Spies normally operate in the shadows, but this one definitely didn't get the memo.
The second-most popular fund on the planet is known as SPY. It invests in the U.S. stock market, specifically the entire S&P 500 index. The fund is run by State Street and the official name is SPDR S&P 500 ETF (. )
It's growing rapidly thanks to a terrific few years for the American stock market and lots of love from investors.
SPY expanded by about $20 billion since the start of last year and now trails only the Vanguard Total Stock Market Index Fund ( in terms of size. )
So why do investors love SPY? No, it's not because of Hollywood's recent obsession with spy-themed shows like "Homeland" and "The Americans." It's because this fund is the easiest way for average Joe's and Wall Street traders alike to buy the entire U.S. stock market with just one click.
Since it's an ETF, or exchange-traded fund, SPY trades just like a stock. You can buy and sell it like Apple (Tech30) or , Facebook (Tech30). But SPY actually trades about five times as frequently as Apple. That's how popular it is. ,
The fact that an ETF has leapfrogged mutual funds, long the giants in the investing world, shows how investors are quickly gaining comfort with this fast-growing asset class.
It's cheap! The other great benefit of SPY is how cheap it is. The fund charges a mere 0.09%, far lower than a typical mutual fund.
Most ETFs have significantly lower fees than mutual funds because ETFs usually mimic the stocks in an index -- in SPY's case the S&P 500. There's no need to pay someone a hefty salary to select stocks.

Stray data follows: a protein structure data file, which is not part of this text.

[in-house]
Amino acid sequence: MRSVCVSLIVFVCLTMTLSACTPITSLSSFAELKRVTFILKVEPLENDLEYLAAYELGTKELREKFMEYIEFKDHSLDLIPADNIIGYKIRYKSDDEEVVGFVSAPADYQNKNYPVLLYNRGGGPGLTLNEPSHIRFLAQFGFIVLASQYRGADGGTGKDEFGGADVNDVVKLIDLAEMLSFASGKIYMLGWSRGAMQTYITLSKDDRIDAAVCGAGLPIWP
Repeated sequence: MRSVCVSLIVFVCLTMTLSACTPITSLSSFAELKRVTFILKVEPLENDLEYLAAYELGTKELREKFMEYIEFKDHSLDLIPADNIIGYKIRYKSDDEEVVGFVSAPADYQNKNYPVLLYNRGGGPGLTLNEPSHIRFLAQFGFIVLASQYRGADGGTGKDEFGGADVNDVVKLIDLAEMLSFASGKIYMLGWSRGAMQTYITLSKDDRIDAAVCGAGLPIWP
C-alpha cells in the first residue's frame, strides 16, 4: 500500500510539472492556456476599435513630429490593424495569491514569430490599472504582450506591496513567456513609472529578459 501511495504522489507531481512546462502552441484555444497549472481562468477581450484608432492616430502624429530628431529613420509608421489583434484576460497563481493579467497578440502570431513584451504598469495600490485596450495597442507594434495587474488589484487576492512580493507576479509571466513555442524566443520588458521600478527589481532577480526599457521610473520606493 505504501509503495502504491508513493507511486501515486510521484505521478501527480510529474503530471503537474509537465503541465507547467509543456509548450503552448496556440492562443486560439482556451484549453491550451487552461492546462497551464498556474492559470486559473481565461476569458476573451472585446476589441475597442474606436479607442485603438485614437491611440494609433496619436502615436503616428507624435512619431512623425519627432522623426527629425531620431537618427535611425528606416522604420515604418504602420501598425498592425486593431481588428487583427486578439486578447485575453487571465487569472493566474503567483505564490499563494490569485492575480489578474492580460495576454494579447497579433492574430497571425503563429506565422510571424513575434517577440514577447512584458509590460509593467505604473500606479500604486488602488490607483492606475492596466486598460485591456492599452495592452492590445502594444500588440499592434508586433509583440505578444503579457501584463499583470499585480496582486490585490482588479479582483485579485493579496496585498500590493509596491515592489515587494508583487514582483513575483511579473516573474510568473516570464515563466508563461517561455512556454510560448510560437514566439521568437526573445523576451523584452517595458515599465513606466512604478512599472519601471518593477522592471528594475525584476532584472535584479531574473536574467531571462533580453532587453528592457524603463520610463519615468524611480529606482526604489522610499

SPY also has a track record most stock pickers would kill for. It's outperformed 80% of active mutual funds over the past five years, according to State Street.
"You can hire the smartest people in the world working 16 hour days and a computer tracking an index can still crush them," said Matt Hougan, president of ETF.com.
Black hole of liquidity: The fact that SPY trades so often -- nearly 19 million times an hour -- means it's extremely easy to get in and out of.
"You can put $100 million to work in five seconds. That's how liquid it is," says John Guarino, co-founder of hedge fund Quad Capital.
To put it another way, SPY's average trading volume during the third quarter was higher than the volume of the top 18 stocks in the S&P 500 combined, according to State Street (. That includes household names like )Coca-Cola (, )General Electric ( and )Microsoft (Tech30). ,
Easy access to US stocks: Investors also love that it tracks the S&P 500. Yes, the 30-stock Dow gets a lot of media attention (see: Dow tops 18,000), but the S&P 500 is a truer measure of American business because it contains 500 stocks that represent all major sectors of the U.S. economy.
"No real market participant looks at the Dow," said Guarino.
Of course, SPY isn't the only ETF tracking the S&P 500. There's also the iShares Core S&P 500 ETF ( and the )Vanguard 500 Index Fund (. )